Our dog Tammy doesn't have too many problems. Sure there are rules to follow, and the other dogs bark at her, but her biggest decision is not to play, but which of her toys to play with. Today she chose the fish, not her octopus.
We have it far easier. We MUST play. If play is NOT on our daily checklist, then the reptilian brain laughs. It knows that we WILL play, it's just whether we play with chocolate candy, another drink, video binges, sports gambling, or my personal favorite – internet shopping for clothes that I return, that is, Walt returns. It's part of the artificial pleasures dance that we do at times.
Imagine yourself as Tammy, innocent, sweet, playful, and not prone to having a good imagination at the end of the day – too tired. Let's make our own pile of play toys that are ready for us when we get home at night.
If we don't have our stockpile of natural pleasures and nifty toys, the reptile will activate wires that deliver up unstoppable drives for artificial pleasures. The key with making your own stockpile of toys is to be sure at least a few of them are naughty, something deliciously private, or decadent.
I'm going to work on my stockpile of toys, but here are some starters:
- dumping the pile of clean but not ironed napkins on the table, then ironing them while watching some really inane television program. (Yes, being "kooky" is allowed).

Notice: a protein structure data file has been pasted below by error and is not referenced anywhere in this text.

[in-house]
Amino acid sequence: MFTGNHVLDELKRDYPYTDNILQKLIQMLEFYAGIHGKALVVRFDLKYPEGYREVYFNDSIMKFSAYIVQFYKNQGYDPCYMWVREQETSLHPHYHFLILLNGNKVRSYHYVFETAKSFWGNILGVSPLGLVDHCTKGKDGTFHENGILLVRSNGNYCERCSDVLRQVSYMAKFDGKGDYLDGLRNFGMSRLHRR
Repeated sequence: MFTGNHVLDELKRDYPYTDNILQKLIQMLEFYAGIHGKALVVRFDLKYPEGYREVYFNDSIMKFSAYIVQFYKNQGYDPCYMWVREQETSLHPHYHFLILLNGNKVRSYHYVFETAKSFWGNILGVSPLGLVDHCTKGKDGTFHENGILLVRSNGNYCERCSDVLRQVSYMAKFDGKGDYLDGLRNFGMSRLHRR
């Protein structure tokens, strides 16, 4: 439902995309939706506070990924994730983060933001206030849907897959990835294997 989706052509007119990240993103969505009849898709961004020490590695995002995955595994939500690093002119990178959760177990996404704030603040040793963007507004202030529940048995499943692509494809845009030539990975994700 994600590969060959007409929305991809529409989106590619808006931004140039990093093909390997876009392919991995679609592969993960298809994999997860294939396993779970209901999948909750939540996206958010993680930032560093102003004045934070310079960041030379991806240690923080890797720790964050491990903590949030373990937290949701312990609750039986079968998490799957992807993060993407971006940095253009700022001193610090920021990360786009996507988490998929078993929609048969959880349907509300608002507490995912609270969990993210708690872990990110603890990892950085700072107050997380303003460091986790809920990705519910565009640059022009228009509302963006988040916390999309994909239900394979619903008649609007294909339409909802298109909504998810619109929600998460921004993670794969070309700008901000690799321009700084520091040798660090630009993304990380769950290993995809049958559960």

- buying a package of jacks with a ball, and bouncing it on the kitchen table. Cool!
- a basketball next to the front door, so I practically trip on it, reminding me to go shoot hoops at the schoolyard across the street.
- there has to be something sexual, because when you think of it, sex is pretty funny. (You can fill in the blanks on that one!)
- shop online for designer clothes with a budget of $1000, putting them in the internet shopping cart. Then deleting them!
- putting a sign on the bathroom door that says, "NOT A CHANCE!" then take an entire hour by myself, taking a warm bath with favorite oils and fragrances.
Start your very own Toy List! Our hunter-gatherer genes cause the brain to light up with anticipatory joy when we even THINK about playing!
Children play, and that's how they learn. We can learn that way, too!